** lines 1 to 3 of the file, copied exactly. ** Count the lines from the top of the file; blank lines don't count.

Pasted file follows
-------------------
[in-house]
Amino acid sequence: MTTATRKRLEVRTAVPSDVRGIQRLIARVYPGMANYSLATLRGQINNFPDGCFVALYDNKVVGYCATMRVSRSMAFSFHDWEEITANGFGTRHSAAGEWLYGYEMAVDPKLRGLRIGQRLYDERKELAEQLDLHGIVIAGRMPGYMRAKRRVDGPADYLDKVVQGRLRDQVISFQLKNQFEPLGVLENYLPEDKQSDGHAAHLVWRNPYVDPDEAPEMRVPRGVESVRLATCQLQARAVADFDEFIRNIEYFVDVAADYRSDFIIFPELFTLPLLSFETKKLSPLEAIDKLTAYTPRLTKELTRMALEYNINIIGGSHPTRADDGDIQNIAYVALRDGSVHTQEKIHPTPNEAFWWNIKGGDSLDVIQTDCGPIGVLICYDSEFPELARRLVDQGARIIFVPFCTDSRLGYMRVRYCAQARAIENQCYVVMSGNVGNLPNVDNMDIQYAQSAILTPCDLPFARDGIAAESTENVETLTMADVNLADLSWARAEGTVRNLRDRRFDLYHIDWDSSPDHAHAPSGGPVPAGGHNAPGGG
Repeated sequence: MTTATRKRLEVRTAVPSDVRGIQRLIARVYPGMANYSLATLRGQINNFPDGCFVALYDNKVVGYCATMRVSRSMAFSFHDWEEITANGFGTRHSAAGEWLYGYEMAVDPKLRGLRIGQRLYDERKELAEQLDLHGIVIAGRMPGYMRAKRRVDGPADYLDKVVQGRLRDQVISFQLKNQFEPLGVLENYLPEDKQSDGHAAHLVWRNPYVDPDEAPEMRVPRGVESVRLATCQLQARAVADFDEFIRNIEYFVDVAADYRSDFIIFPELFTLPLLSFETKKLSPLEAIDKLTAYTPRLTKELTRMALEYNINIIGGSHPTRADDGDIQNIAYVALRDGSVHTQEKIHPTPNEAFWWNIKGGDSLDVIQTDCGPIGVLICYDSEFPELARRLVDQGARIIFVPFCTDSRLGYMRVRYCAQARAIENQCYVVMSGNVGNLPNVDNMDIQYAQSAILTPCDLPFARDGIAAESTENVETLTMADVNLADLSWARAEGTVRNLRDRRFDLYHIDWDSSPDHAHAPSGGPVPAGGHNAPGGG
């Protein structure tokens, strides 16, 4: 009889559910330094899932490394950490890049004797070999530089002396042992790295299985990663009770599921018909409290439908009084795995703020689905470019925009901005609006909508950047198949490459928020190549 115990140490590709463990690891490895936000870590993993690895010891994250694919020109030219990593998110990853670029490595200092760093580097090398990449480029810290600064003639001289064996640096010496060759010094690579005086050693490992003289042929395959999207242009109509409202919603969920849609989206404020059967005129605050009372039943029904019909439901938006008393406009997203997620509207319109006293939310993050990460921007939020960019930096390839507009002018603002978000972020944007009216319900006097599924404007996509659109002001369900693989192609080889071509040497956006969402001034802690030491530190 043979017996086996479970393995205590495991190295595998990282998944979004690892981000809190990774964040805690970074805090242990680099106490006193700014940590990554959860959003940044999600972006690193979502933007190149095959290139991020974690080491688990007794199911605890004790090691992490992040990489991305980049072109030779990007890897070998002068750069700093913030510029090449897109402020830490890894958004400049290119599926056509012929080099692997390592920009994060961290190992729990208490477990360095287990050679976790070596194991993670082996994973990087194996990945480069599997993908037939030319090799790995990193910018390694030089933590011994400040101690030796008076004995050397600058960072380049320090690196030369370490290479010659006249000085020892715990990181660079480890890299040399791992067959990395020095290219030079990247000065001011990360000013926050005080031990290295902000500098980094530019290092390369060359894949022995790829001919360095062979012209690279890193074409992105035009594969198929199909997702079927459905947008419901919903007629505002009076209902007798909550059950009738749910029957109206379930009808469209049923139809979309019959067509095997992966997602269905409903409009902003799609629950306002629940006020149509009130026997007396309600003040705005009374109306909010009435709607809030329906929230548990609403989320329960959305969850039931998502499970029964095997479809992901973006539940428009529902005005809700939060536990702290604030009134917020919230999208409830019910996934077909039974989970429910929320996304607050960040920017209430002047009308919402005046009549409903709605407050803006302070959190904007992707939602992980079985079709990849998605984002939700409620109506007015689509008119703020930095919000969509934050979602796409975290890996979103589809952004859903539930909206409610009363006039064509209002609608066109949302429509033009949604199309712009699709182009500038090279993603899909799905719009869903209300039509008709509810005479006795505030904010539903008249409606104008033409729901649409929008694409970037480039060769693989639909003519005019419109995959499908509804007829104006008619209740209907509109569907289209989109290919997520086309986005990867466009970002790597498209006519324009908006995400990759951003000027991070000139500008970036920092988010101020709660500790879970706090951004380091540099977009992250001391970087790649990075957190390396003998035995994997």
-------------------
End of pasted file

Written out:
[in-house]
Amino acid sequence: MTTATRKRLEVRTAVPSDVRGIQRLIARVYPGMANYSLATLRGQINNFPDGCFVALYDNKVVGYCATMRVSRSMAFSFHDWEEITANGFGTRHSAAGEWLYGYEMAVDPKLRGLRIGQRLYDERKELAEQLDLHGIVIAGRMPGYMRAKRRVDGPADYLDKVVQGRLRDQVISFQLKNQFEPLGVLENYLPEDKQSDGHAAHLVWRNPYVDPDEAPEMRVPRGVESVRLATCQLQARAVADFDEFIRNIEYFVDVAADYRSDFIIFPELFTLPLLSFETKKLSPLEAIDKLTAYTPRLTKELTRMALEYNINIIGGSHPTRADDGDIQNIAYVALRDGSVHTQEKIHPTPNEAFWWNIKGGDSLDVIQTDCGPIGVLICYDSEFPELARRLVDQGARIIFVPFCTDSRLGYMRVRYCAQARAIENQCYVVMSGNVGNLPNVDNMDIQYAQSAILTPCDLPFARDGIAAESTENVETLTMADVNLADLSWARAEGTVRNLRDRRFDLYHIDWDSSPDHAHAPSGGPVPAGGHNAPGGG
Repeated sequence: MTTATRKRLEVRTAVPSDVRGIQRLIARVYPGMANYSLATLRGQINNFPDGCFVALYDNKVVGYCATMRVSRSMAFSFHDWEEITANGFGTRHSAAGEWLYGYEMAVDPKLRGLRIGQRLYDERKELAEQLDLHGIVIAGRMPGYMRAKRRVDGPADYLDKVVQGRLRDQVISFQLKNQFEPLGVLENYLPEDKQSDGHAAHLVWRNPYVDPDEAPEMRVPRGVESVRLATCQLQARAVADFDEFIRNIEYFVDVAADYRSDFIIFPELFTLPLLSFETKKLSPLEAIDKLTAYTPRLTKELTRMALEYNINIIGGSHPTRADDGDIQNIAYVALRDGSVHTQEKIHPTPNEAFWWNIKGGDSLDVIQTDCGPIGVLICYDSEFPELARRLVDQGARIIFVPFCTDSRLGYMRVRYCAQARAIENQCYVVMSGNVGNLPNVDNMDIQYAQSAILTPCDLPFARDGIAAESTENVETLTMADVNLADLSWARAEGTVRNLRDRRFDLYHIDWDSSPDHAHAPSGGPVPAGGHNAPGGG